Curtis Hanson's Wonder Boys, unlike his last film - sleek cop noir LA Confidential - is something of a hybrid. Adapted from Michael Chabon's novel, it is most obviously a coming of (middle) age drama, which like American Beauty features references to weed, the promise of sex with young girls and emotional bonding. One level down, it's also a series of elaborate in-jokes about success. And, underpinning it all, it's a road movie about the need to stay still.

But with so much to say, Hanson's movie is too frenetic. Chabon has a great ear for academic pomposity - and there's nothing wrong with Hanson's casting jokes. Just one example is Richard Thomas' stiff-necked university head of department and cuckold Walter Gaskell. Having played John Boy in television's The Waltons (the role we all remember him for), Thomas seemed to have peaked too soon, while John Boy himself, like this film's central character novelist Grady, was a wonder boy - his first novel was a success, his second a flop. Sadly, there's no time to enjoy such subtleties.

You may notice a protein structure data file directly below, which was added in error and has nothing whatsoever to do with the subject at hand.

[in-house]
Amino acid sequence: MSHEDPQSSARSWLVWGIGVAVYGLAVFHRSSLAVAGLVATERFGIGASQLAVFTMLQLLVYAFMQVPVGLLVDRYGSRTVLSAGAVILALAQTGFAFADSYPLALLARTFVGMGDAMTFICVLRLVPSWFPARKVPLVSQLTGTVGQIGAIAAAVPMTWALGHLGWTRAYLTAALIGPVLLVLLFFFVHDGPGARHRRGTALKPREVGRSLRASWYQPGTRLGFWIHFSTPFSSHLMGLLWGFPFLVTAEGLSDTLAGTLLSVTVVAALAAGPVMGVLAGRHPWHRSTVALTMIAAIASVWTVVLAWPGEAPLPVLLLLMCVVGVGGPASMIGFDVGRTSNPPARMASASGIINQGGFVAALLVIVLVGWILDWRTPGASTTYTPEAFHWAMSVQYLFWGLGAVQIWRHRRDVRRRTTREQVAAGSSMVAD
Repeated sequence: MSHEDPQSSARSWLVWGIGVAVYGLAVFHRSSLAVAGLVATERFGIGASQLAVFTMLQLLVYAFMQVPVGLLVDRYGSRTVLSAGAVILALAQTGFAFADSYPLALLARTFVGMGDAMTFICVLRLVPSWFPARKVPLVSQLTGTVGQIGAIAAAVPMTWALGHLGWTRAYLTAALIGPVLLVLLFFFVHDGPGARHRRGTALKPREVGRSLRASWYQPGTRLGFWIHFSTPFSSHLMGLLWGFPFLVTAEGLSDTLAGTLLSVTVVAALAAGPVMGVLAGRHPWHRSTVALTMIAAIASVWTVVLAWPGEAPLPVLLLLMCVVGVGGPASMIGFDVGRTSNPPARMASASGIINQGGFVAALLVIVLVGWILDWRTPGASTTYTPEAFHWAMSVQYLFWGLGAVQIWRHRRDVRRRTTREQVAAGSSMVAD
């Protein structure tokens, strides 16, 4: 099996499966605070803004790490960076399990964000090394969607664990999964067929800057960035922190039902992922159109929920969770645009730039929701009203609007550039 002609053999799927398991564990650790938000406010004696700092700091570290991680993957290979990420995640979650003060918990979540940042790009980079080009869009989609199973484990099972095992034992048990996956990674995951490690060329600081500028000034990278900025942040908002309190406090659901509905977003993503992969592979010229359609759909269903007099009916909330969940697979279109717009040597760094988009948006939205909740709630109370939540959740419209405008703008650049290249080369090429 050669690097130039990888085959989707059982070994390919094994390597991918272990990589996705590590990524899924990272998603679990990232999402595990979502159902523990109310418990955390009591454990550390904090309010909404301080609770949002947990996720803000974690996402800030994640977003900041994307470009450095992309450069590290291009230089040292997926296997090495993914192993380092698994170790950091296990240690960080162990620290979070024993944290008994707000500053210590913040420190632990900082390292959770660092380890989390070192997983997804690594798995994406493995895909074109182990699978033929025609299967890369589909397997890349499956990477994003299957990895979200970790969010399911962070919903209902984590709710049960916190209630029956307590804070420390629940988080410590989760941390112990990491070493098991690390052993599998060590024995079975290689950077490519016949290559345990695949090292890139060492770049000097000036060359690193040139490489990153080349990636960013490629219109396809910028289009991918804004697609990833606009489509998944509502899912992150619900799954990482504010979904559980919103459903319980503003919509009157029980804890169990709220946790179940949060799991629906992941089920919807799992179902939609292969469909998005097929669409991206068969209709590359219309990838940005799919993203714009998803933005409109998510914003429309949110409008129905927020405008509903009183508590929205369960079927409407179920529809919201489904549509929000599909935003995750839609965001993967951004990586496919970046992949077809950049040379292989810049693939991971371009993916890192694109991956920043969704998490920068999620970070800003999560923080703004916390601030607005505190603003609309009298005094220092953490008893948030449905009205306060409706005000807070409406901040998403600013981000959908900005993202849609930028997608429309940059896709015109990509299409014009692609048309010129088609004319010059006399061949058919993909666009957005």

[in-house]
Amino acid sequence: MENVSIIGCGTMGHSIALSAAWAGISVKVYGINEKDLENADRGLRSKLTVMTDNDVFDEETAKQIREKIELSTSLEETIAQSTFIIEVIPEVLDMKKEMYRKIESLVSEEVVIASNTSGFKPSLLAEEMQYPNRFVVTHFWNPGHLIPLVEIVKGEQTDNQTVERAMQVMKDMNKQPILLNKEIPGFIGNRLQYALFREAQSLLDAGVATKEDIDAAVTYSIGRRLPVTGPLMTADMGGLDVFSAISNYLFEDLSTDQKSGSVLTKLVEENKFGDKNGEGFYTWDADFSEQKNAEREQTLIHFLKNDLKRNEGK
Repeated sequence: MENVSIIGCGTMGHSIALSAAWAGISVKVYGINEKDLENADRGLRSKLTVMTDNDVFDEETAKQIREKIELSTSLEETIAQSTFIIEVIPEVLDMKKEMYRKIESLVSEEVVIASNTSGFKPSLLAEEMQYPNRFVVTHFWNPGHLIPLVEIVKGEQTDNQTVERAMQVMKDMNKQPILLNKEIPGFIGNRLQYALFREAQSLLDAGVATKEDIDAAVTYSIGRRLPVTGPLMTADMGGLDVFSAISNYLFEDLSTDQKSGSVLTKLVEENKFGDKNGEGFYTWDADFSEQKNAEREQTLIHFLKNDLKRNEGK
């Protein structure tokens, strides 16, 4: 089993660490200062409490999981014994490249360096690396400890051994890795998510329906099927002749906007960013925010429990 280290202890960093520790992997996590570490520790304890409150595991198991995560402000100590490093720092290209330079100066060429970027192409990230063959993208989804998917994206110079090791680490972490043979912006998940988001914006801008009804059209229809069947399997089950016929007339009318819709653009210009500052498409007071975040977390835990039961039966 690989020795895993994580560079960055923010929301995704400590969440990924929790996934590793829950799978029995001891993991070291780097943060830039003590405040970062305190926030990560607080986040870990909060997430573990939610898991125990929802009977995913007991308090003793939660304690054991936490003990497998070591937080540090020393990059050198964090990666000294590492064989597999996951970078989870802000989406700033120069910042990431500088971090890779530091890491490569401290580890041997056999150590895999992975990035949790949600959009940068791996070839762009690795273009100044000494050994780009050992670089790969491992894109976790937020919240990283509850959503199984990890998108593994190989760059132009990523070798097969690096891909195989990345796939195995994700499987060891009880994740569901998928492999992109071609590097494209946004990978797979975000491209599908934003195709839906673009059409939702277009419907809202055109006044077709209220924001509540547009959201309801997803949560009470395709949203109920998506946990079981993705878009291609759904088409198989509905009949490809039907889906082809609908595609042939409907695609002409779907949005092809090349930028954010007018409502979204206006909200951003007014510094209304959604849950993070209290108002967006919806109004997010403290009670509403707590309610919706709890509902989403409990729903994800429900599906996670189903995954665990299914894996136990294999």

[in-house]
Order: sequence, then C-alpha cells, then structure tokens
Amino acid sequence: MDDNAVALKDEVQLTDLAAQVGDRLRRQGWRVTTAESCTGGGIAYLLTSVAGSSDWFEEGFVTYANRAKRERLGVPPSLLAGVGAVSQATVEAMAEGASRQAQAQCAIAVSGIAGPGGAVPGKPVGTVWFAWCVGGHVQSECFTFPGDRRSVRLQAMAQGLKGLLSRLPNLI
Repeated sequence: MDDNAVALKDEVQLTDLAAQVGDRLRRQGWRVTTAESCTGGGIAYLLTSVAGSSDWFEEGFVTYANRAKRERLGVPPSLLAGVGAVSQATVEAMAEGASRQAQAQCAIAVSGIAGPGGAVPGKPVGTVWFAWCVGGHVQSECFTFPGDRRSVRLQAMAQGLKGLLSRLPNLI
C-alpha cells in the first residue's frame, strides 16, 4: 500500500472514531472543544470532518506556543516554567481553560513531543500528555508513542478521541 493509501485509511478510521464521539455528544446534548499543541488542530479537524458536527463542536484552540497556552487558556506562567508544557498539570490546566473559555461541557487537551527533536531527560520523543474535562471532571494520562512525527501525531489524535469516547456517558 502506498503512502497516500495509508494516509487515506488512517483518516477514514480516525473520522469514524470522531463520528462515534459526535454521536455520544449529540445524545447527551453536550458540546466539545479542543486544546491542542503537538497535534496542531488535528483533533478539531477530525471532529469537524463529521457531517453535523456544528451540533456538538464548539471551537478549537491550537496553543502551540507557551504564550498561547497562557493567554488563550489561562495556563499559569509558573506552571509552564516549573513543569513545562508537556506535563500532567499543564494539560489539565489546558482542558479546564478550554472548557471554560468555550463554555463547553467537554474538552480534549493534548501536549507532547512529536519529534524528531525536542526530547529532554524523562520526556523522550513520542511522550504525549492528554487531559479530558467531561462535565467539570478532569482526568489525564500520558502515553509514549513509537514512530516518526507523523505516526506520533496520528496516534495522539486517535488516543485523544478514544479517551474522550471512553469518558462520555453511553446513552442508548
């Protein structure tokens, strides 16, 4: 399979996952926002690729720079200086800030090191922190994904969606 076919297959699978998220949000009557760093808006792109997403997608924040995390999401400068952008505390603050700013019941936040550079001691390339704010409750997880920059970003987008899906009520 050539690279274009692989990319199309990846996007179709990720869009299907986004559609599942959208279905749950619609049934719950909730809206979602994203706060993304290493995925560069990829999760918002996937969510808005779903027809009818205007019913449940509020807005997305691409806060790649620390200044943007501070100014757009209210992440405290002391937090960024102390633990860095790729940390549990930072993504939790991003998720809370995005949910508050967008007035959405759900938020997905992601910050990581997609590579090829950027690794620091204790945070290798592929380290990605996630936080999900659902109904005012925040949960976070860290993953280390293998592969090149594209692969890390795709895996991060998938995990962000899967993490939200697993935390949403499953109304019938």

The same applies to the characters. They're all potentially fascinating, but aside from Grady and his precocious student James we hardly get to know any of them. The predicament of Frances McDormand's Sara, for instance, is complex: now approaching middle age, she's desperate to have a child with the hapless Grady but you never understand why she married the ridiculous Walter in the first place. And what is it about Grady that fascinates his student Hannah, a girl who could easily find love elsewhere? The film isn't interested in answering such questions, however, because it appears to believe that Grady Tripp's attractiveness tells us all we need to know - once he turns up, women simply want whatever he can give them.